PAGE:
Pro: It was the same sort of explanation -- the same style -- as the Epistle to the Hebrews, as inferred from the account of the discussion on the road to Emmaus in the Gospel of Luke.
Contra: You write Hebrews 5:5 quotes something that God said directly to Jesus, which no one else would know. . But if Hebrews is virtually identical in substance to the teaching on the road to Emmaus, the author of the epistle could have taken those somethings from reports of the encounter.
  • the writing has a "striking purity of language and elegance of Greek style," and "is a treasure-house of expressions characteristic of the individuality of the writer," using "168 terms ... which appear in no other part of the New Testament, among them ten words found neither in Biblical or classical Greek."[1] There is not a :Contra: God isn't the only one with decent grammar! This shows only that great intellects were attracted by Christianity even in the early years (as later was Augustinus). BTW: As the German language, Greek allows for an easy creation of new words. See e.g., ἀνασταυρόω : this word is uniquely used in the epistle and means "to crucify again" - its just a merge of ἀνα and σταυρόω. A German could speak of a "Zweitkreuzigung" in a similar manner.
Pro: Not the very early years, when this Epistle was written. Jesus's work was not yet made available and known to intellectuals at this early time.
Contra: An extraordinary statement! Do you think that not one gifted, well educated man heard (and was touched) by the teachings of Jesus in the early years?
  • it is a playful enigma: a message to Hebrews written in perfect Greek, a miracle of an intellectual nature. Why isn't this message to Hebrews in the Hebrew language? It shows that God does have a sense of humor, and a highly intellectual one, like the encounter on the road to Emmaus.
Contra: The author could choose between Greek, Aramaic and Hebrew. Why shouldn't he write in Greek? Obviously he mastered the language very well (perhaps better than Aramaic and Hebrew), and Greek was spoken throughout the whole Roman empire.
Pro: The reason why it surprising to be in Greek is because the audience primarily spoke Hebrew.
Contra: Did his audience "primarily spoke Hebrew"? Are you sure? Did the author address the priests - or perhaps traders, scholars, even carpenters, etc.? To quote you: "For teaching purposes, the powerful Greek language would have been useful. Greek was in common use by Jewish people in Palestine, thanks in part to the conquest by Alexander the Great. Greek was even widely used in Jewish ossuaries to bury the dead. Commerce took place often in Greek, and Jesus had been in business as a carpenter. He surely knew the language. Several of the key terms, such as Jesus' criticism of the Pharisees as "hypocrites", is derived directly from Greek without any comparable term in Aramaic or Hebrew."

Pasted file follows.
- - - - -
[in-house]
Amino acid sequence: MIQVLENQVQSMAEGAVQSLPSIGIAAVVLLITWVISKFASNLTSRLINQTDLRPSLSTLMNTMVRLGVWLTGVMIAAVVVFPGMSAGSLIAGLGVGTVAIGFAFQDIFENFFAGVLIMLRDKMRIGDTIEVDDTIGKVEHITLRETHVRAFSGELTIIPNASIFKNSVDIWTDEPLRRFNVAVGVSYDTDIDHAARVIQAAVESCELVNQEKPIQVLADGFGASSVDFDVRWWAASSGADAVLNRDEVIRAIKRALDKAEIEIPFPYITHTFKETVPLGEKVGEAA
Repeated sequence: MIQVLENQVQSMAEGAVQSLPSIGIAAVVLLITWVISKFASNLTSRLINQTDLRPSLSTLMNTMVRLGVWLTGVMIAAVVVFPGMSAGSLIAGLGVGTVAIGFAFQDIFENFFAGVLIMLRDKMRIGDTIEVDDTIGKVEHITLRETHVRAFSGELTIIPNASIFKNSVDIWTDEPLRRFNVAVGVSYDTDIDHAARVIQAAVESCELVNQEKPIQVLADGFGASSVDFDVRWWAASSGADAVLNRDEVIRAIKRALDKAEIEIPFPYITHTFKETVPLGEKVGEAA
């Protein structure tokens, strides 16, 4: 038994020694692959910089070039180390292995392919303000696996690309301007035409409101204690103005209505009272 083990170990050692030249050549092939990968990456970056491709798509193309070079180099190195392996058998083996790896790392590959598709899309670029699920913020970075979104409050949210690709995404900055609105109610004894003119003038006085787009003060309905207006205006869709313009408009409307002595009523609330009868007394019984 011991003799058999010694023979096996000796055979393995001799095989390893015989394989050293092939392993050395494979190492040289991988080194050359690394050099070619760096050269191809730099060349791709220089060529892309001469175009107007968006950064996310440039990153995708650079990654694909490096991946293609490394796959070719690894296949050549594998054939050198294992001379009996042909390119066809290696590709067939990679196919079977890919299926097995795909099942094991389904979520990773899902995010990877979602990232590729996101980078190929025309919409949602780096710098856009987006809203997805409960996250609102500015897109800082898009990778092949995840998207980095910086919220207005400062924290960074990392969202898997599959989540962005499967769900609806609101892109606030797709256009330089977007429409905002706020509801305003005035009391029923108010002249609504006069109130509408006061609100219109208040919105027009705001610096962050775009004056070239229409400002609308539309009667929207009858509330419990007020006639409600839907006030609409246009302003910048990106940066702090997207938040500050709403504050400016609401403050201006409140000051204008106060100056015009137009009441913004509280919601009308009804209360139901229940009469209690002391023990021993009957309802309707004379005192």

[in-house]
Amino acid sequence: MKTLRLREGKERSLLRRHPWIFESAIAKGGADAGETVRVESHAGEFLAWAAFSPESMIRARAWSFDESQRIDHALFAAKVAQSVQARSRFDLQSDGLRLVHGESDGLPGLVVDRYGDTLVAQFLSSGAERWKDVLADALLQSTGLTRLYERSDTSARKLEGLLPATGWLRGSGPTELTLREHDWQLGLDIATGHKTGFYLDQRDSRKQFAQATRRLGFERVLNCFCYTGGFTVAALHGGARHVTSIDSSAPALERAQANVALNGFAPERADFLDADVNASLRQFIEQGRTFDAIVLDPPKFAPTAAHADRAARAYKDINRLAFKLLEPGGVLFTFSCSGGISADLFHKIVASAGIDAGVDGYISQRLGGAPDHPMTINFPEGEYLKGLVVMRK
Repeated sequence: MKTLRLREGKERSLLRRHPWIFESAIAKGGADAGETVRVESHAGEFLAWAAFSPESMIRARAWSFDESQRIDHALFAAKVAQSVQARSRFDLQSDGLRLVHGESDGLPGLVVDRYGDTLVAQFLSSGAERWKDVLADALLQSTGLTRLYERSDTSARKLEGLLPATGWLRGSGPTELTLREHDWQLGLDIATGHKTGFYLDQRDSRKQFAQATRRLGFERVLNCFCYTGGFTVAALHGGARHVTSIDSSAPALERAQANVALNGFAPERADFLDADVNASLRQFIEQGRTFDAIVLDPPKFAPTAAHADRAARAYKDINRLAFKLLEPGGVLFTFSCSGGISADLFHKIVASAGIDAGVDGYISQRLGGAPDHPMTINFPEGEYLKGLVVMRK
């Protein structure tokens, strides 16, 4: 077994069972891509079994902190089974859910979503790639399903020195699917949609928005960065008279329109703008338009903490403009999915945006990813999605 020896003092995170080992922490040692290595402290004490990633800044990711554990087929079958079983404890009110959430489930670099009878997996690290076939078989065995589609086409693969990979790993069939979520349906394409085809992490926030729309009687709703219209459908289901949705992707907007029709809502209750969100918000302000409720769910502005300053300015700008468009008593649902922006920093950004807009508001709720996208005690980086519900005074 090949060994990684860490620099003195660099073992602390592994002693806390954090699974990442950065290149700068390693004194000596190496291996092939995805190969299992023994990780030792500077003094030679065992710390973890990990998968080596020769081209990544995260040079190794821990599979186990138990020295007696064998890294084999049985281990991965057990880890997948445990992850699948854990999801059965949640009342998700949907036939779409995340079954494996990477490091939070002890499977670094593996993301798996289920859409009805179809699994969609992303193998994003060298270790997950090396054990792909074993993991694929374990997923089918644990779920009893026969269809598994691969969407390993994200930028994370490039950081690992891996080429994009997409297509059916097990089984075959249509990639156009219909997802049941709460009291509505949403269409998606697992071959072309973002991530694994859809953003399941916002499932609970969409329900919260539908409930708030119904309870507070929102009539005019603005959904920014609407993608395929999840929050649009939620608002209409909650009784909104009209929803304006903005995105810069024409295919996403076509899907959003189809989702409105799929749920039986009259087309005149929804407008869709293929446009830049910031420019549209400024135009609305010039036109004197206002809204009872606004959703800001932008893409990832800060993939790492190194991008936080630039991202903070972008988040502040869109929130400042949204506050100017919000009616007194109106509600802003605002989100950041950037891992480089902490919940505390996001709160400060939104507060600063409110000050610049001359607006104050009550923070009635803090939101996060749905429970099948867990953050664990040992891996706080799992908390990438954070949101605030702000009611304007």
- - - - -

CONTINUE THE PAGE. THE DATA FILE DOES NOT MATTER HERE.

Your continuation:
Pro: The Epistle is obviously directed to those well-versed in the Hebrew scriptures, which means Hebrew was their first language. Why would anyone other than Jesus quote Hebrew scriptures for a Hebrew audience in perfect Greek???--Andy Schlafly 21:58, 10 December 2012 (EST)
Contra: As you said: For teaching purposes, the powerful Greek language would have been useful.
  • ...speaking about Himself in the third person'
Contra: The use of the third person for the author can be found often in classical literature. E.g., when we read
Caesar saw the horse.
it could well be that Caesar was the author of this sentence. But what's about
Caesar saw me.
Here it is obvious that Caesar is not the author, as we have an instance of the first person (me). The same holds true for the Epistle to the Hebrews. One example is Hebrews 3:6
Χριστὸς δὲ ὡς υἱὸς ἐπὶ τὸν οἶκον αὐτοῦ· οὗ οἶκός ἐσμεν ἡμεῖς ἐάνπερ τὴν παρρησίαν καὶ τὸ καύχημα τῆς ἐλπίδος μέχρι τέλους βεβαίαν κατάσχωμεν
Reading this, one sees that Christ is set over the house, while we (including the author!) are the house. A diligent study of the epistle reveals a couple of such examples.
  • ...the work quotes Jesus' thought process, which only Jesus would know.
Contra: If this logic were to hold true, it would mean that God was the author of Genesis. Along with every other event that is described in the Bible that no mortal man could have been witness to.

Links

References

  1. 1.0 1.1 1.2 The Catholic Encyclopedia
  2. Jesus "offered up prayers and heartfelt stirrings with loud cries and tears to Him having the power to save Him from death, and He was heard, for he feared God."